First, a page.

14 June 2007
Drop in age of people quitting smoking
The age of people quitting smoking in New Zealand is dropping, according to new Quit Group research.
The study, published today in The New Zealand Medical Journal, looked at trends in the types of smokers calling the
Quitline, a national free-phone smoking cessation service.
Researchers Judy Li and Michele Grigg found that between 2001 and 2005 there was a 67 percent increase in the proportion
of callers under 25 years of age. Ms Grigg says they found callers have become younger over the five-year period and
there was a noticeable increase in people aged 15 -19 years calling the Quitline.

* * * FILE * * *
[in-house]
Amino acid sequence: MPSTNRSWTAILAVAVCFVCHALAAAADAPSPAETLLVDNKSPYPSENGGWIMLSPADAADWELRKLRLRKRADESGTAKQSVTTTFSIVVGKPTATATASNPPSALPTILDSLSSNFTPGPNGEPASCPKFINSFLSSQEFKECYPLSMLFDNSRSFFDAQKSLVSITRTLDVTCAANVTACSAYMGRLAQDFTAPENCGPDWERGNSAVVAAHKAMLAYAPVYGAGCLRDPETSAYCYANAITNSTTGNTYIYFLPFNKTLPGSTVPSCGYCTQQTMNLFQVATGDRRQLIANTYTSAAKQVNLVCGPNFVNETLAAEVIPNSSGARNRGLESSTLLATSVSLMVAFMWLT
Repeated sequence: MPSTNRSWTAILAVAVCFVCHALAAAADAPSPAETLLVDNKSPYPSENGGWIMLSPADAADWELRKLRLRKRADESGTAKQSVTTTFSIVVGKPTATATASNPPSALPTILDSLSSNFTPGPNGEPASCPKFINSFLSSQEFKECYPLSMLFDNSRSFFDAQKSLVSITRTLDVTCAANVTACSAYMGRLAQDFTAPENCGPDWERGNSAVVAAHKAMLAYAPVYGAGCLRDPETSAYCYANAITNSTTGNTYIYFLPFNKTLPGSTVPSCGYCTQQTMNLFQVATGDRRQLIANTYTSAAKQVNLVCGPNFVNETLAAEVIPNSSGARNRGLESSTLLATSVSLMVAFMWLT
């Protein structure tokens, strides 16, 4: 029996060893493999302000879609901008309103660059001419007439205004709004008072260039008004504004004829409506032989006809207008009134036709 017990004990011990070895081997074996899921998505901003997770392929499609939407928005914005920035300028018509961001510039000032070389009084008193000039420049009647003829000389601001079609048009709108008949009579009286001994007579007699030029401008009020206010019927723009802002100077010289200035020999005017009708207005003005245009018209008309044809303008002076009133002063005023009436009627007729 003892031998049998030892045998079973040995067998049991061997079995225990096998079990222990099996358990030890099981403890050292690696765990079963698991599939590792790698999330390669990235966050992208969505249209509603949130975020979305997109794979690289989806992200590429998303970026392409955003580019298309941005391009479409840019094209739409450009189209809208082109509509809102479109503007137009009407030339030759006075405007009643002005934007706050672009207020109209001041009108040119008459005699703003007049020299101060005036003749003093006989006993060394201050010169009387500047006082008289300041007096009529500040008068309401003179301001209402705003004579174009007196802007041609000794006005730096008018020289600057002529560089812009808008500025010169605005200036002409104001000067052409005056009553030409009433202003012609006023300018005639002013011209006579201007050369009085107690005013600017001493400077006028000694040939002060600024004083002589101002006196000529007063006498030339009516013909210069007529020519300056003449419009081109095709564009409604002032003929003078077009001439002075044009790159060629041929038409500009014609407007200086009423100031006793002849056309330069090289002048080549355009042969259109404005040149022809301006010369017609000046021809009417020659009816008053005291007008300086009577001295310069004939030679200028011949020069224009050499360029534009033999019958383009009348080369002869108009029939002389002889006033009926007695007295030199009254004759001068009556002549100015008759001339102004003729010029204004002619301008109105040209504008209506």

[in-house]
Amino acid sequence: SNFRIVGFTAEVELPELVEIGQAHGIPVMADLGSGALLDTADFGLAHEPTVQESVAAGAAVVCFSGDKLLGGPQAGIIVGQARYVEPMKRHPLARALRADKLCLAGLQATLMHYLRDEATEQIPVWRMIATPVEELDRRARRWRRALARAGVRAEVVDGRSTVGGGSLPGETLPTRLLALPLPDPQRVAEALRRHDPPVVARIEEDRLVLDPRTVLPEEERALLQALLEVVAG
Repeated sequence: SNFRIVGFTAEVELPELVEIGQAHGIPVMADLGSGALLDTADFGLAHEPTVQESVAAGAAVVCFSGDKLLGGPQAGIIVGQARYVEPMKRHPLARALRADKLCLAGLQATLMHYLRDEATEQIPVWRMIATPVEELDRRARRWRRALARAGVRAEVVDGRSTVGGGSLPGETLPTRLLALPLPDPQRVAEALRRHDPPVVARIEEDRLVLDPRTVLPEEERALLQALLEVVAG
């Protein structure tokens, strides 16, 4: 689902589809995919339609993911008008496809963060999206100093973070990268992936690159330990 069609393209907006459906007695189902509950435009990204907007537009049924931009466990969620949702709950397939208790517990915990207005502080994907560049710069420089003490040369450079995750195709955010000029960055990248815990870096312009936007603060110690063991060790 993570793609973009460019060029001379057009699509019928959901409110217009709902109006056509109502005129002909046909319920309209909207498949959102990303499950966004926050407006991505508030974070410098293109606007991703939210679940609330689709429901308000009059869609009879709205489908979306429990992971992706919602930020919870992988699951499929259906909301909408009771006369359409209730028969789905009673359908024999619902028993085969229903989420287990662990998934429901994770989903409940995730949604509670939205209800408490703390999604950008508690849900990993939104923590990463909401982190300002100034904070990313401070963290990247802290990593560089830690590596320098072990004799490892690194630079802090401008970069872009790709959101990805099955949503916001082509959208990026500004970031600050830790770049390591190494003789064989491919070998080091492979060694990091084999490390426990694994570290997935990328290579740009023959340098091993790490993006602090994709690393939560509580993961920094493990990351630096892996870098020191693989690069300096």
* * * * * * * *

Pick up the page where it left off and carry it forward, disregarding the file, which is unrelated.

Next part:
“This finding backs up recently released research showing most young smokers regret taking up the habit.”
Ms Grigg says another factor is that young people may be affected by mass media quit campaigns, although these are not
aimed at a youth audience.
The study also highlights an increase in the percentage of pregnant women calling the Quitline. Ms Grigg says the
numbers are small but statistically significant.
“It is heartening to see a gradual decrease in the number of young women who are smoking and an increased number of
pregnant callers to the Quitline.”
Other trends to emerge from the research include an increase in the proportion of Quitline callers smoking roll-your-own
cigarettes and a 54 percent increase in the proportion of Pacific callers to the Quitline.